Friday, June 27, 2014

Climate and the demise of the middle class

To my mind, the climate change controversy has more to tell us about human anxieties than science. For instance, Sackers recently sent me these two links.

Global warming conspiracy theorist zombies devour Telegraph and Fox News brains

Attention climate deniers: This scientist will give you $10,000 for actual proof that global warming is a hoax

The first writer seems to think it's okay for climate scientists to alter past temperature data and anyone who disagrees is the zombie spawn of Fox News. Something like that. The second seems keen to bash any idea that climate orthodoxy has a few skeletons in the closet.

Whatever one thinks of these two items, neither addresses the core CAGW issue which has become too simple for prevarication. The climate itself settled the matter a few years ago when it failed to warm as predicted. Nobody has the faintest idea where global temperatures are going nor why. Not even next month's temperatures. At this stage it's all guesswork and chutzpah.

So the passion in these pieces cannot arise from genuine concern about catastrophic global warming because it isn’t warming - let alone catastrophically.  So what is it all about? Why do people still express themselves in such extreme ways? I do too by the way – from my side of the fence. More often than I’d like anyhow. 

To my mind the CAGW debate is wholly political which is where the passion comes from. It’s about the global demise of the middle classes, their increasing irrelevance as a powerful social class and their demotion to worker-consumers just like everyone else but the elite.

It’s about the prospect of having to compete globally for such basics as energy, raw materials and food. About the possibility that these necessities could become scarce if developing counties consume them with the same profligacy as we still do. Or if they are better able to afford them - and isn't that something to think about?

Certainly when I read blogs, newspaper items and comments on climate change, CAGW proponents tend to use language which does not tie in with what the climate is actually doing. Or rather what it isn't doing. I rarely detect genuine concern about global temperatures.

It’s almost always about bashing sceptics or it's about consumption. CO2 emissions are used as a symbol for consumption - they always have been. The Guardian has wittered away about consumption since I first started reading it fifty years ago – probably longer. It’s not a new refrain. If I remember rightly, PVC should have run out by now, but that’s another story.

Sceptics can be similarly extreme, but I think that may be for different reasons. Or it may not – hard to tell amid the unlovely fog of passion.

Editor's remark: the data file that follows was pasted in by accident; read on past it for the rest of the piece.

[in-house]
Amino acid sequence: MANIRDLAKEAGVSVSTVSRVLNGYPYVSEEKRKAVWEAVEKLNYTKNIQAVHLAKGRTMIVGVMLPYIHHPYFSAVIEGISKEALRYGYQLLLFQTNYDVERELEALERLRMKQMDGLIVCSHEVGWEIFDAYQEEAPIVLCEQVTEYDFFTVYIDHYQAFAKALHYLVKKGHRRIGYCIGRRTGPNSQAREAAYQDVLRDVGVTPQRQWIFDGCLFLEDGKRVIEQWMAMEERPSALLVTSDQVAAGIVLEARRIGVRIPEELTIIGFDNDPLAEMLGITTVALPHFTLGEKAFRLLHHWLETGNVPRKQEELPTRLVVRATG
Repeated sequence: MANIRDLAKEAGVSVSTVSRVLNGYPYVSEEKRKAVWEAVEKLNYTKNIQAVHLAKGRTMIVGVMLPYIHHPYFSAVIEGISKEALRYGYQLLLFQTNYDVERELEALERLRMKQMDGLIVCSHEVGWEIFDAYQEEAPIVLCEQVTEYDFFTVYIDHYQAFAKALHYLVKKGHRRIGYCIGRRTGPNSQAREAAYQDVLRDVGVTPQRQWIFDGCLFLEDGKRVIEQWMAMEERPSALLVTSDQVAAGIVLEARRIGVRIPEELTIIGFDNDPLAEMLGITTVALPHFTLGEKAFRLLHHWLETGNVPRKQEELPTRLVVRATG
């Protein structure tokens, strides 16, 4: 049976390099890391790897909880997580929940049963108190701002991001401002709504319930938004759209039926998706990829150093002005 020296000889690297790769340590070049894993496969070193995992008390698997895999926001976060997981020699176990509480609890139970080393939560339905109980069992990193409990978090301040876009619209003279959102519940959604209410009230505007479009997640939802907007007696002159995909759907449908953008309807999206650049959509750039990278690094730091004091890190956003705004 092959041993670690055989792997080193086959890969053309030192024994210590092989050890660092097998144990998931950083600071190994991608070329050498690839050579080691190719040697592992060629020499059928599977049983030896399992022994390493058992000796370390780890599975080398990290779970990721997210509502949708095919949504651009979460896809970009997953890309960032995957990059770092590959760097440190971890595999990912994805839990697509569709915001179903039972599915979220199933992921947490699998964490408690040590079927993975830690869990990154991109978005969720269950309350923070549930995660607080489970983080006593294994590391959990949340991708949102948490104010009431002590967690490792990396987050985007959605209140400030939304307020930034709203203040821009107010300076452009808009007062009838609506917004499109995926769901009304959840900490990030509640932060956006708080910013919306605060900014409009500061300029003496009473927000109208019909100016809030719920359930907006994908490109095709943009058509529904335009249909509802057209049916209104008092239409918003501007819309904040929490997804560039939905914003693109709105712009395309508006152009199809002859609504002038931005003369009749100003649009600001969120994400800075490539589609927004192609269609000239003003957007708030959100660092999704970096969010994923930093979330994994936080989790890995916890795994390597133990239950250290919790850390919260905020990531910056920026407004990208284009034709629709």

To my mind the flaky CAGW science deflects our attention from the real problem which appears to be this deep-rooted anxiety about the future – which I’ll admit to sharing. I don’t want my central heating switched off in winter and I don’t want a world of two monolithic social classes - Them and Us.

The future seems threatening as ordinary middle class people lose whatever political power they once had – even the power to be a social class. So perhaps we would be better off framing the debate in terms of anxiety about the future, accepting that such anxieties cannot always be rigidly rational and scientifically valid.

Perhaps we should also accept that widespread and essentially political anxieties ought to be brought out into the open rather than hidden behind environmental rhetoric and unattractive aggression or simulated and equally unattractive condescension.

As a CAGW sceptic, that’s a debate I would find easy enough to join and maybe find common ground with those who are anxious about political power, natural resources and willing to frame arguments in these terms rather than pretending to understand the climate, or pretending to know that others understand it.

If we humanise the debate in this way, if we take account of the emotional aspects and admit that it is perfectly reasonable to be anxious about our political future, such as the possibility that we might not have a political future, then maybe we’d get somewhere.


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Sackerson said...

Excellent, love the social contextualising.

Wasn't it Peter Green who sang "There's a green monolithic hanging over me..."?

I disconcerted a Totnes meeting of Truthjuice when I said I thought (thanks to banksters, dwindling resources and globalisation) we'd all soon be poor and that my wife and I were looking for somewhere nicer to be poor in.

A K Haart said...

Sackers - thanks. I can't imagine disconcerting a Totnes meeting. They seem robust down there.